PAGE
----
Congratulations to Philip Bradford, a York Fusion CDT student who successfully defended his thesis at viva in March 2021. Phil’s thesis is entitled “Laser-driven discharges and electromagnetic fields” and his supervisor is Professor Nigel Woolsey . An abstract from Phil’s thesis is below.
“When high intensity lasers interact with solid targets, hot electrons are produced that can exit the material and leave behind a positive electric charge. As this accumulated charge is neutralised by a cold return current, radiation is emitted with characteristics dependent on laser and target properties. This thesis examines how electromagnetic radiation is emitted in experiments with long-pulse and short-pulse lasers.
Radiofrequency electromagnetic pulses emitted during ps-duration laser inter-actions can disrupt scientific measurements and damage electronic equipment close to the target. A study of electromagnetic pulses produced by the Vulcan laser is presented. Strong fields exceeding 100 kV/m and 0.1 mT were measured 1.5 m from the target using conducting probes. Scaling of the EMP field with laser and target parameters shows qualitative agreement with target charging models. A novel EMP mitigation scheme is presented using a dielectric spiral target holder. Experimental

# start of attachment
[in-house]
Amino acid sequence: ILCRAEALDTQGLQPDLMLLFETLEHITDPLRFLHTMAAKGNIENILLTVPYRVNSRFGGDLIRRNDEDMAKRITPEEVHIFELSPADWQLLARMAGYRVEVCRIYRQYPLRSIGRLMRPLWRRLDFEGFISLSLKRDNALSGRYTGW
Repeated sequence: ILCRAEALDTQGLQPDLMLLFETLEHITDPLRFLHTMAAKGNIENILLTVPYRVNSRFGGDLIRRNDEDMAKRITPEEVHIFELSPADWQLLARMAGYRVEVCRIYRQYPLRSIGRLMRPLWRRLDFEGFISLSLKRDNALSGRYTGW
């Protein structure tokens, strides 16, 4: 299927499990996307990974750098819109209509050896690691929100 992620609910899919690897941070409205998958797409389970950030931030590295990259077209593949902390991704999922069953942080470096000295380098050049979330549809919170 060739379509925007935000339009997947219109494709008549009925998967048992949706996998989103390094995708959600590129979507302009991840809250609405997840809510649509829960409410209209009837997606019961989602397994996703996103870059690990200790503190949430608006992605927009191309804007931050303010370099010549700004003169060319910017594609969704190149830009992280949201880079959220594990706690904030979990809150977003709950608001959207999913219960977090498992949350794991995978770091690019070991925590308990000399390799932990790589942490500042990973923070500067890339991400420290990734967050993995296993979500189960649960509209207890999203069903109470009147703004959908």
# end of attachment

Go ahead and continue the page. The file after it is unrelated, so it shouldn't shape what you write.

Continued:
results are used to benchmark a frequency-domain dipole antenna model of EMP emission that connects charging physics to EMP fields measured at an arbitrary distance from the target.
In a separate experiment, coil targets were driven with three ns laser beams from the Vulcan laser, generating multi-tesla quasi-static magnetic fields. Dual-axis proton deflectometry was used to measure electric and magnetic fields around the coils. Results suggest that wire electric fields of order 0.1 GV/m develop on a 100 ps timescale. Maximum currents of 10 kA were observed towards the end of the laser drive for 1 mm- and 2 mm-diameter loop targets, corresponding to an axial magnetic field of B ≈ 12 T in the 1 mm loops. Deflectometry results agree well with
a plasma diode model, whereas B-dot probe measurements of the magnetic field were approximately 10× larger. Analytic and computational modelling of charged particle motion in electric and magnetic fields is presented. Prospects for an all-optical platform for magnetized high energy density physics experiments are discussed”.